A SIGN OF OUR TIMES

This is an email forward that is a sign of the times.

Last month, the UN conducted a worldwide poll.

The question was:

“Please give us your honest opinion on how to solve the shortage of
food in the rest of the world.”

The poll turned out to be a major screw-up:

• In Africa, participants didn’t know what “food” was.

• Eastern Europe didn’t know what “honest” meant.

• Western Europe didn’t know the word “shortage”.

• The Chinese didn’t know what “opinion” was.

• The Middle East inquired what “solve” meant.

• South America didn’t know the meaning of “please”.

• And in the US nobody knew what “the rest of the world” was.

19 responses to “A SIGN OF OUR TIMES

  1. Doc,

    This is an e-chestnut of considerable vintage. It would be interesting to see how many and what kind of responses you get.

  2. I have read this before but it never fails to make me smile, specially the line about the U.S.
    In India ofcourse we know well how to increase the shortage of food and that’s a question that should be asked to Indians! We are experts at hoarding! 🙂

  3. Funny! There was a line I heard once about the definition of “international news”: American gets run over by a car in Germany…or something like that 🙂

  4. Jackie:

    Is the car in question German or American? Or is it (heaven forbid!) Japanese? If the last, the news would have to be classified as something other than “international”. Any ideas?

  5. I agree with Nita.//In India ofcourse we know well how to increase the shortage of food and that’s a question that should be asked to Indians! We are experts at hoarding!// I remember once there was a rumour about scarcity of salt in Delhi and people started hoarding salt. Some people bought upto 10 kg salt for their family which led to artificial scarcity for a couple of days.

  6. It was a condescending joke told by Brits ABOUT ‘mercans, as I heard it. And I have to agree; many of us Americans are ignorant of the rest of the world 😦

  7. 🙂 u got me smiling
    prerna nita – the hoarding mentality comes from memories if i was not mistaken -of nehruvian and indira times when state control and control pricing lead to massive shortages – large scale hoarding by merchants and stiff laws like esma etc which were still ineffective so it is natural. Plus laws have always been for the common people not the biggies.
    we lived with a nehru rate of growth of 3.5 % wrongly ascribed as hindu rate of growth for 4 decades

    if u take it at a micro level all the points except the last one can be ascribed to indians too..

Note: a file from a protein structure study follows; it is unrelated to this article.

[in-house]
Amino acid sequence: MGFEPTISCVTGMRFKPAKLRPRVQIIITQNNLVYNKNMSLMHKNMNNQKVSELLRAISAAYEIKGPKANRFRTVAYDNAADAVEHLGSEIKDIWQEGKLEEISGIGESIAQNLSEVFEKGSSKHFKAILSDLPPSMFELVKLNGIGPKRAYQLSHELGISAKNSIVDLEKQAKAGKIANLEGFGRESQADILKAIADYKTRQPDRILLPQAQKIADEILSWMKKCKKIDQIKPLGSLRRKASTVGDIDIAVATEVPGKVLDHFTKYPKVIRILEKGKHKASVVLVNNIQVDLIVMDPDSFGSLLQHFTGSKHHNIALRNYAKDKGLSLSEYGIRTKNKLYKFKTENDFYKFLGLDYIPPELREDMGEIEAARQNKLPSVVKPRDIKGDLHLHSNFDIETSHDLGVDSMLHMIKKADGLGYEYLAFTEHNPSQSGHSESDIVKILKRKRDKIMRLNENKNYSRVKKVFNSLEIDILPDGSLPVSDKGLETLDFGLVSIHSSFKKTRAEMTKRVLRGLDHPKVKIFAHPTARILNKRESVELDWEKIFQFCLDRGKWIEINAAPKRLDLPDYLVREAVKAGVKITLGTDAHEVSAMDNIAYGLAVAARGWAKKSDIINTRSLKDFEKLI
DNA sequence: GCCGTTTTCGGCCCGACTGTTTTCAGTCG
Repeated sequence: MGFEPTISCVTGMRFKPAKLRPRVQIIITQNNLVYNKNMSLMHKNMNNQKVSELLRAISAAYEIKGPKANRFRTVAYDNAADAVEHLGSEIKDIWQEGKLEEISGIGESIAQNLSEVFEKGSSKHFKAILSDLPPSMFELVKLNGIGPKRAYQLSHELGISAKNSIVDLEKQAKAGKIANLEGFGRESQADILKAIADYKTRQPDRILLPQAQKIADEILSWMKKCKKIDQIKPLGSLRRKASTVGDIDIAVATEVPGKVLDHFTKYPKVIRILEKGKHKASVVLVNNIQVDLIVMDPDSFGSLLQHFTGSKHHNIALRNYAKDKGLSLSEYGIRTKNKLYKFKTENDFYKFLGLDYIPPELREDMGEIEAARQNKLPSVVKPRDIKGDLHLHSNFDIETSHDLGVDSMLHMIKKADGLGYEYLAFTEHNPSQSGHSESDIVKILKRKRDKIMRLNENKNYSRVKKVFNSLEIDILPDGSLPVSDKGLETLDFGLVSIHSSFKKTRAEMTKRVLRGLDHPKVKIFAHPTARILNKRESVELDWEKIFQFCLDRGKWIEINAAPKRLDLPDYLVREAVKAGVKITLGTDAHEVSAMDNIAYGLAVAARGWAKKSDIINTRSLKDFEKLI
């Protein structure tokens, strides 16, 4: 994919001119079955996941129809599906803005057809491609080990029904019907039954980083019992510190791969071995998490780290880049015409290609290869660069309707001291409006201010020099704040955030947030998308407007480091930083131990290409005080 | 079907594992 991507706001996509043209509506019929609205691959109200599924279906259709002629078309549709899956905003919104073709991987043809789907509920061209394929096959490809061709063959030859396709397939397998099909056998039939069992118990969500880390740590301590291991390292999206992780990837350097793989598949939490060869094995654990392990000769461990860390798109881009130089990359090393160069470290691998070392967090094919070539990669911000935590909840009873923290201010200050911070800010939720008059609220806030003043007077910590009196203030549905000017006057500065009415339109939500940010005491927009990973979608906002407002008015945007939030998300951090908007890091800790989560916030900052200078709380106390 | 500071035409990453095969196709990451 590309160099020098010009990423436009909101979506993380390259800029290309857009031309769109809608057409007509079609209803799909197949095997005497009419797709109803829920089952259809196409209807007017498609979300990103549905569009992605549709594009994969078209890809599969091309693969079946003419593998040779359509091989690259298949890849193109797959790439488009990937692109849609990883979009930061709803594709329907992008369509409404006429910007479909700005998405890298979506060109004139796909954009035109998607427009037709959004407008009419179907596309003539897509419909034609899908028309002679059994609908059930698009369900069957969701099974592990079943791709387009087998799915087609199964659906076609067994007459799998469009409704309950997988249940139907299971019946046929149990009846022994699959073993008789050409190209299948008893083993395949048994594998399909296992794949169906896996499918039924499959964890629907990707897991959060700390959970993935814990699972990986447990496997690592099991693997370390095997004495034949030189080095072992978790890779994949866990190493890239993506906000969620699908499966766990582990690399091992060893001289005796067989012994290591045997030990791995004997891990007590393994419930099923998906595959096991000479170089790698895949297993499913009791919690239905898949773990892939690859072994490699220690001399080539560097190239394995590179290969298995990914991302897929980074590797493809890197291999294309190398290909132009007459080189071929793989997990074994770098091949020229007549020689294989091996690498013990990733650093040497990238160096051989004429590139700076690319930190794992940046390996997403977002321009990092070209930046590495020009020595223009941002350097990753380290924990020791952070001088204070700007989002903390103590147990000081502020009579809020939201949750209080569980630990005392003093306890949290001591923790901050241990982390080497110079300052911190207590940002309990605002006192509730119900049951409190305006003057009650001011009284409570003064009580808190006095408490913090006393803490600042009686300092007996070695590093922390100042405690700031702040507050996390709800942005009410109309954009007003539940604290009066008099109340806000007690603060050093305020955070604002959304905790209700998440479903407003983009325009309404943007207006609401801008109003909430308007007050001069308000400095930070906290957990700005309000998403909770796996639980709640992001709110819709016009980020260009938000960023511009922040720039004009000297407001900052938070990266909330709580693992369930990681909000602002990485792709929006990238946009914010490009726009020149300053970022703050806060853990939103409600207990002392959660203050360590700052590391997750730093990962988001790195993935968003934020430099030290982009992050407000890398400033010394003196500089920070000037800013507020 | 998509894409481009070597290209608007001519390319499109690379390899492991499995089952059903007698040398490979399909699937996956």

1. for tribals of orissa
    2. for many politicians and bureaucrats
    3. for the people earning in crores
    4. for most aam admis
    5. for the dhaka mar economics of the govt like oil bonds and free tv /electricity and entitlements politics
    6. for many vehicular drivers

  8. Ah wouldn’t call it a major scrwe-up, they all did understand the give part.

  9. Prax, no doubt what you say is true. But mine was a light remark, supposed to be a joke. 🙂 Relevant today too, I have seen people rushing to buy potatoes minute they think the prices are going up. And I am talking of well to do people, but maybe of my generation. 🙂

  10. This reminds me of a story from Paris in the 70s. A friend I was staying with took me along on an errand to check out his parents’ magnificent apartment on Île Saint-Louis during their long absence on an assignment abroad. He opened a six feet high and two feet wide cupboard which was stacked from bottom to top with toilet paper rolls. It was a relic from some five years earlier when a shortage of the commodity had led to panic buying and hoarding by many Parisians!

  11. Vivek:
    Let nobody say that the French are full of it!
    😀

  12. Doc:

    Merde! 😉

  13. hahaha! I call hoarders pack-rats (Nita is right; must be a generational thing). My parents went thru terrible shortages in their lifetimes. Us, not so much. I live with a semi pack-rat and it drives me nuts. No, he doesn’t hoard toilet paper – we can just use large leaves nearby if it came to that.
    Now, toothpaste…that’s another matter. We have 3 years’ supply 🙂

  14. Jackie,

    I haven’t figured out your coordinates on the globe, but in India the traditional “toothbrush-cum-paste” (still widely used in rural areas and also to some extent in urban areas) is a daily fresh twig of *Azadirachta indica* or a few other plant species. You chew on the end with your molars until just the fibre remains. The ingredients of what you eliminate from the twig, automatically mixed with saliva, form the material that ensures oral hygiene. In fact some of these ingredients are also used in the preparation of some varieties of commercially sold dentifrice. The twig is single-use, and entirely biodegradable. And you don’t need to buy toothpaste separately.

  15. datoon for the layperson …right vivek?

  16. Prax: Yes — in Hindi. Other Indian languages have other words.

  17. Hi Vivek and others, and greetings from the Southern Appalachians – we live outside a rural community (BF is a park ranger) in essentially a temperate rain forest. The diversity of life is awesome!
    Locals have historically used sweet birch twigs (the original ‘wintergreen’) to “clean” their teeth. Although pleasant tasting, it does not compare to toothpaste. Would be interesting to compare with Azadirachta indica.
    We also have a well, so I need fluoride from toothpaste. Although an adopted feral redneck, dental hygiene is very important…you will have to pry my electric toothbrush and WaterPik out of my cold dead hands, man 🙂

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